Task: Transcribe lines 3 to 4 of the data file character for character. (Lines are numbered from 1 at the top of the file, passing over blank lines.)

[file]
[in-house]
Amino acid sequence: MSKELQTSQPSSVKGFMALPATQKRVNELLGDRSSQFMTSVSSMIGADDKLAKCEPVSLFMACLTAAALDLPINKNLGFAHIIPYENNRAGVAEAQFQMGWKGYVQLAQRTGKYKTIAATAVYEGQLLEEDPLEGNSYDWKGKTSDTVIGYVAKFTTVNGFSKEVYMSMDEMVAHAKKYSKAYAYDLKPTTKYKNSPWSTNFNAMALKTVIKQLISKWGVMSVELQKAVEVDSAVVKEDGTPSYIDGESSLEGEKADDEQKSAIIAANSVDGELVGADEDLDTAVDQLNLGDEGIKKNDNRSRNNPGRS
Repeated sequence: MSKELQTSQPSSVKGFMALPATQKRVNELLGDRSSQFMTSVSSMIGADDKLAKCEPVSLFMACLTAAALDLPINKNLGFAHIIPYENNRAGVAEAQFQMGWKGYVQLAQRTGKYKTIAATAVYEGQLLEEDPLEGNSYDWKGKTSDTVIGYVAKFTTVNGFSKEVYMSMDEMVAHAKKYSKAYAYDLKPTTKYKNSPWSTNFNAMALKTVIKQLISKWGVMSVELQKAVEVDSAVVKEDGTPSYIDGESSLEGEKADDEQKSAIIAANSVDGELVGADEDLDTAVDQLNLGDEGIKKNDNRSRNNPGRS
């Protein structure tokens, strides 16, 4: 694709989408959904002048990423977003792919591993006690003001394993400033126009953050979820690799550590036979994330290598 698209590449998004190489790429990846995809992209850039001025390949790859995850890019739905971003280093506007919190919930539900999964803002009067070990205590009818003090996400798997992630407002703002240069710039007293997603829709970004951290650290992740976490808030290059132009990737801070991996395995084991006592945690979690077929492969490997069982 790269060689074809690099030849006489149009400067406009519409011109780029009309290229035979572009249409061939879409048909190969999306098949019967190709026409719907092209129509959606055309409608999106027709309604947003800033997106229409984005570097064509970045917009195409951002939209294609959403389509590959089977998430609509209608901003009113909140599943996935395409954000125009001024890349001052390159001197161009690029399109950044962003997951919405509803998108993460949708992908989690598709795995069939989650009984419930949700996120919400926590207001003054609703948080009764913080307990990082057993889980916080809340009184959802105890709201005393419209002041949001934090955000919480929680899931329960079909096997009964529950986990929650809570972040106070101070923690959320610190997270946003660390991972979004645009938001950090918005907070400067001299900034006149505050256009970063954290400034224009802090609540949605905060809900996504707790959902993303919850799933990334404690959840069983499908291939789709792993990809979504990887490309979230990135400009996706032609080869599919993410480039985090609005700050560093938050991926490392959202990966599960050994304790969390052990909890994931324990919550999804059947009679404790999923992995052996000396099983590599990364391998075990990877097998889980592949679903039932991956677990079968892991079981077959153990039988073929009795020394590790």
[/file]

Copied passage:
Repeated sequence: MSKELQTSQPSSVKGFMALPATQKRVNELLGDRSSQFMTSVSSMIGADDKLAKCEPVSLFMACLTAAALDLPINKNLGFAHIIPYENNRAGVAEAQFQMGWKGYVQLAQRTGKYKTIAATAVYEGQLLEEDPLEGNSYDWKGKTSDTVIGYVAKFTTVNGFSKEVYMSMDEMVAHAKKYSKAYAYDLKPTTKYKNSPWSTNFNAMALKTVIKQLISKWGVMSVELQKAVEVDSAVVKEDGTPSYIDGESSLEGEKADDEQKSAIIAANSVDGELVGADEDLDTAVDQLNLGDEGIKKNDNRSRNNPGRS
């Protein structure tokens, strides 16, 4: 694709989408959904002048990423977003792919591993006690003001394993400033126009953050979820690799550590036979994330290598 698209590449998004190489790429990846995809992209850039001025390949790859995850890019739905971003280093506007919190919930539900999964803002009067070990205590009818003090996400798997992630407002703002240069710039007293997603829709970004951290650290992740976490808030290059132009990737801070991996395995084991006592945690979690077929492969490997069982 790269060689074809690099030849006489149009400067406009519409011109780029009309290229035979572009249409061939879409048909190969999306098949019967190709026409719907092209129509959606055309409608999106027709309604947003800033997106229409984005570097064509970045917009195409951002939209294609959403389509590959089977998430609509209608901003009113909140599943996935395409954000125009001024890349001052390159001197161009690029399109950044962003997951919405509803998108993460949708992908989690598709795995069939989650009984419930949700996120919400926590207001003054609703948080009764913080307990990082057993889980916080809340009184959802105890709201005393419209002041949001934090955000919480929680899931329960079909096997009964529950986990929650809570972040106070101070923690959320610190997270946003660390991972979004645009938001950090918005907070400067001299900034006149505050256009970063954290400034224009802090609540949605905060809900996504707790959902993303919850799933990334404690959840069983499908291939789709792993990809979504990887490309979230990135400009996706032609080869599919993410480039985090609005700050560093938050991926490392959202990966599960050994304790969390052990909890994931324990919550999804059947009679404790999923992995052996000396099983590599990364391998075990990877097998889980592949679903039932991956677990079968892991079981077959153990039988073929009795020394590790």